hakuoki memories of the shinsengumi 2Which is a good thing, because reading is basically the only thing you will do. Hakuoki: Memories of the Shinsengumi is a visual novel, so if you are familiar with the genre you know what you are getting into. If not, then just think of the game as a “choose your own adventure” style e-book with your 3DS taking the place of a Kindle. Every so often you will be asked to make a choice, based around which character you want to end up with at the end of the story. This is probably the game’s biggest single flaw as these choices don’t occur nearly often enough. For the most part you just sit there wearing out your “A” button for hours. There are several endings for some replay value, but unfortunately it feels like it takes almost half the game before you see any effect from your decisions, so it may take some concerted effort to sit through the opening chapters again to see the other endings.

Since it is a visual novel, the story is really the most important part of the game, and on this front Hakuoki: Memories of the Shinsengumi does not disappoint. The localization to English is utterly flawless, huge kudos to Aksys for translating so much text so perfectly. The game does tend to get dragged down into some excessive detail about minor things, and some of the dialogue is rather awkward, but the bigger picture is what really matters here.

The story of a young girl, who secretly has Wolverine-style healing abilities, disguising herself as a boy and taking off across Japan to find her lost father winds up being a lot better than I ever expected from this game. After being chased down by some Ronin, and then beset upon by some sort of Vampire demons, you soon find yourself living amongst a feared group of Samurai called the Shinsengumi, and who also seem to be intimately familiar with the aforementioned demons. Throughout the story, Hakuoki: Memories of the Shinsengumi will delve into everything from Japanese Imperial politics, to the morality of genetic engineering. For a game that’s supposed to be about you trying to hook up with the cutest samurai, I couldn’t believe how dark the story was, and how much I wanted to find out what was going to happen next. It’s almost disconcerting when the game reminds you that you’re supposed to be falling in love with one of these guys.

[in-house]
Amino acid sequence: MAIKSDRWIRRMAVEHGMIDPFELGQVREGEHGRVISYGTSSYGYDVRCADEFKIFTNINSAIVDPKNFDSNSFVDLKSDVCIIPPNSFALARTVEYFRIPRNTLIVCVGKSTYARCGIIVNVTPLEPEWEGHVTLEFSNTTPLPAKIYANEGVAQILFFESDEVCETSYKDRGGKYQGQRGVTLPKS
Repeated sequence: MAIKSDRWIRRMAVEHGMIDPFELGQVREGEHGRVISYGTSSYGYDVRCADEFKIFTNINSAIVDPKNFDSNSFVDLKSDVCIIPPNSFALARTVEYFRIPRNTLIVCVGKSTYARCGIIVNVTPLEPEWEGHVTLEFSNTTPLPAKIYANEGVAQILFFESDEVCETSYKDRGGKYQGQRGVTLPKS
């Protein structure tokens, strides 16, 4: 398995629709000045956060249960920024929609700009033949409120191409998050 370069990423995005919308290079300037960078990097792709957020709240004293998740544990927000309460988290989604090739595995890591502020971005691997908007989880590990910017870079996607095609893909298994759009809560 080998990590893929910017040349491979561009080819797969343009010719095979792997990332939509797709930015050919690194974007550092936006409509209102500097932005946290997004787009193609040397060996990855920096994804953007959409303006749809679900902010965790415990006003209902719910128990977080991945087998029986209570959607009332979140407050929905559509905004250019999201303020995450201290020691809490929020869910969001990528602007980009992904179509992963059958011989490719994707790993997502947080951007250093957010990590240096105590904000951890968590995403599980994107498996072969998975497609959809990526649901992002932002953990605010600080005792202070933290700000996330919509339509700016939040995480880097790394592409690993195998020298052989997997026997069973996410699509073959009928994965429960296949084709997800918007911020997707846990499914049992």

Unfortunately things start off really slow, I mean really, really slow, so it’s hard to get into at first. It takes a while for the plot to really grab hold and start to go anywhere, but once it picks up the pace, it gets to be rather entertaining. I should note that I did a terrible job and got the “worst” ending, because I wasn’t actually trying to chase after a guy, but rather I kept doing what seemed the most rational choice for any given situation. Don’t do that, it doesn’t end well.

Hakuoki memories of the shinsengumi

Demonically Delightful

Ultimately Hakuoki: Memories of the Shinsengumi is a difficult game to recommend to anyone not already a fan of the genre because it starts off so slow, offers essentially zero gameplay in the traditional sense, and while there is replayability, you need to get halfway through the game before anything really changes.. That being said, for fans of the visual novels it does a pretty solid job. I found the story rather enjoyable, even though it tends to get a bit bogged down in the minutia of how dreamy so-and-so’s eyes are, but it is a dating sim after all. So long as you know the kind of niche game this is, and are fully aware of what you are getting into with it, Hakuoki: Memories of the Shinsengumi is great at what it does.